Programme Director
Professor Nicholas Peters
+44 (0)20 7594 1880

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Analysis of re-entry in HL1-6 monolayer

RIPPLE MAPPING – invented, clinically-developed and multicentre trial led by Imperial ECM collaboration (Linton/Kanagaratnam)

Ripple mapping – invented, clinically-developed and multicentre trial led by Imperial ECM collaboration (Linton/Kanagaratnam)

The ElectroCardioMaths programme, the centrepiece of the recently designated Imperial Centre for Cardiac Engineering, is a multidisciplinary initiative bringing together research leaders from clinical electrophysiology, biological sciences and physical sciences to address key challenges in the diagnosis and treatment of complex cardiac arrhythmias. Complex arrhythmias include both the most common heart rhythm disturbance, atrial fibrillation (AF), which is increasingly prevalent with age – affecting 10% of the over sixties and the most important cause of stroke worldwide – and the heart rhythm disturbance responsible for half of all cardiac deaths.

The diverse nature of the group, which has received funding from EPSRC, MRC, BHF and Wellcome Trust, enables a distinctive multi-faceted approach to addressing these problems, providing unique insight into the initiation and perpetuation of arrhythmias and subsequently the development of novel therapeutic solutions. The programme spans an integrated spectrum of research, translating novel mathematical, engineering and biological techniques into improvements in clinical practice and patient care. With extensive combined expertise in machine learning, medical imaging, computational modelling, signal analysis and a range of cell-scale and tissue-scale laboratory techniques, the ElectroCardioMaths programme is able to deliver a true “chip to cell to bedside” approach. Since its inception in 2010, the group has published over 40 papers and has generated several patent applications and technologies currently being tested or incorporated into systems in clinical use.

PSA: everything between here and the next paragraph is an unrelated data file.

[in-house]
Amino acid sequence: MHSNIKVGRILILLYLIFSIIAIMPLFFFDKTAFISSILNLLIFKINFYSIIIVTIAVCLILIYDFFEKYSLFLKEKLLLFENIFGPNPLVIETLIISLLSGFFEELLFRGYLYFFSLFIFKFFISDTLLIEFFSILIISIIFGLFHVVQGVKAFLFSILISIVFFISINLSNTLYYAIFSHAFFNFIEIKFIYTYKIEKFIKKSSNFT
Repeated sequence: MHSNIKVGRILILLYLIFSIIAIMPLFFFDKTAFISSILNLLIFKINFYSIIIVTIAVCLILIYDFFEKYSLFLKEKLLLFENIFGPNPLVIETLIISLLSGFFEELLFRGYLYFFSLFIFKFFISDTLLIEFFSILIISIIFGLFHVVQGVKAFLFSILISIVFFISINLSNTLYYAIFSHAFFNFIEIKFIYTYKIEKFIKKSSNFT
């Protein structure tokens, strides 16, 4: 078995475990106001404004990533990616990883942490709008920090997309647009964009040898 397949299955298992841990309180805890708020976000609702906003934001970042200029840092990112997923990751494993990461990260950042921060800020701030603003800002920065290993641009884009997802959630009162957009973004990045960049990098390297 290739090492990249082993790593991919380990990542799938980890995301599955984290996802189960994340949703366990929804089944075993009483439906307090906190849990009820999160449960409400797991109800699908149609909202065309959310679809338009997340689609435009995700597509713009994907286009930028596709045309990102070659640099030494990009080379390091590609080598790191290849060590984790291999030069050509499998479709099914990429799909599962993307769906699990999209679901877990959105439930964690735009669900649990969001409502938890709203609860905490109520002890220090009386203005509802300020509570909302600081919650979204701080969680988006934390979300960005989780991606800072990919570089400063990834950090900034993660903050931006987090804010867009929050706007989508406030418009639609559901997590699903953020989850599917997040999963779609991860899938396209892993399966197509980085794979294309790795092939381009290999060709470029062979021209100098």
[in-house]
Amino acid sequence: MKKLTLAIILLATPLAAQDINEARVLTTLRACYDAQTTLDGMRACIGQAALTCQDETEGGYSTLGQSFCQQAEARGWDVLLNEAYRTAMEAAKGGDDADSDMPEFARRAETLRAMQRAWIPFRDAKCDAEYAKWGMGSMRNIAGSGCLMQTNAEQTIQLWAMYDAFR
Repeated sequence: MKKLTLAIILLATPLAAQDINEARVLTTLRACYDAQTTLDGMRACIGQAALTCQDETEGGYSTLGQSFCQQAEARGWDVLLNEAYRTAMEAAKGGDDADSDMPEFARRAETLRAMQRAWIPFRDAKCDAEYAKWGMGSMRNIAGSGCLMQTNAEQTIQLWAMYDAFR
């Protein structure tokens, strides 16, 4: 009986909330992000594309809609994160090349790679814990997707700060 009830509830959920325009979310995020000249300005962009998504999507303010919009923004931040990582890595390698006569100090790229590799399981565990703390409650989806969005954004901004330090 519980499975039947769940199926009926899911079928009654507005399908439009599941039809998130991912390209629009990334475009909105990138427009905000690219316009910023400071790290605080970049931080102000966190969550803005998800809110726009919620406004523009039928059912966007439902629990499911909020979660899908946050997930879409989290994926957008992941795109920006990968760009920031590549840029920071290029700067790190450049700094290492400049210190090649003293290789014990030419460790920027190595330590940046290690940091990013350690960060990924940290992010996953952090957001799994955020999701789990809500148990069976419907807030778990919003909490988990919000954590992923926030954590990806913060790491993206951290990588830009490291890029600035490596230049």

Solving Complex Arrhythmogenesis with Machine Learning

In 2017 the ElectroCardioMaths programme expanded substantially into using modern machine learning techniques. Our machine learning team (comprising 3 full-time post-docs and 2 PhD students) focus specifically on leveraging the rich and complex architectural and electrophysiological myocardial mapping data to identify electro-architectural signatures in complex electrograms, solve the relationship between myocardial architecture and electrophysiology, and hence develop non-invasive MRI-based electrophysiological diagnosis, risk stratification and targeting.

Non-invasive ElectroMechanical Mapping, targeting and delivery of ablation totally non-invasively.

We are drawing on our unique combination of expertise in both non-invasive MRI-based mapping of myocardial architecture and wearable body-surface ECG-imaging based electrophysiological mapping individually to develop the science of targeting and applying external-beam radiotherapy for ablation of arrhythmic myocardial targets. Proof of concept has recently been described by others, but the unique combination of true multidisciplinary understanding of the subject combining expertise in modelling, machine learning, multiscale invasive & non-invasive electro-architectural mapping makes ElectroCardioMaths ideally placed to do the iterative translational and reverse-translational work to refine the science evolve for systematic development and scaling this clinical approach and the underlying technology. 

A truly integrative approach

Our mission centres on combining and leveraging all aspects of group, for example:

  • understanding the structural and functional relationships in myocardium, by integrating in-vivo, ex-vivo, in-vitro and in-silico approaches;
  • using cutting-edge numerics to develop high-performance computer models of the heart, personalised through the integration of electroanatomic and imaging data, to aid diagnosis and improve the accuracy of intervention;
  • developing new approaches for predictive modelling of atrial fibrillation using deep learning;
  • designing novel algorithms for analysing the spatiotemporal dynamics of action potential propagation using optical mapping and electro-anatomic data modalities;
  • creating novel approaches for analysing electro-anatomic and imaging data to support interpretation and clinical diagnosis.

A cross-faculty research group

The group includes academics from the NHLIDepartment of BioengineeringDepartment of AeronauticsDepartment of ComputingDepartment of Physics and the Data Science Institute. Read more about them and their individual work below: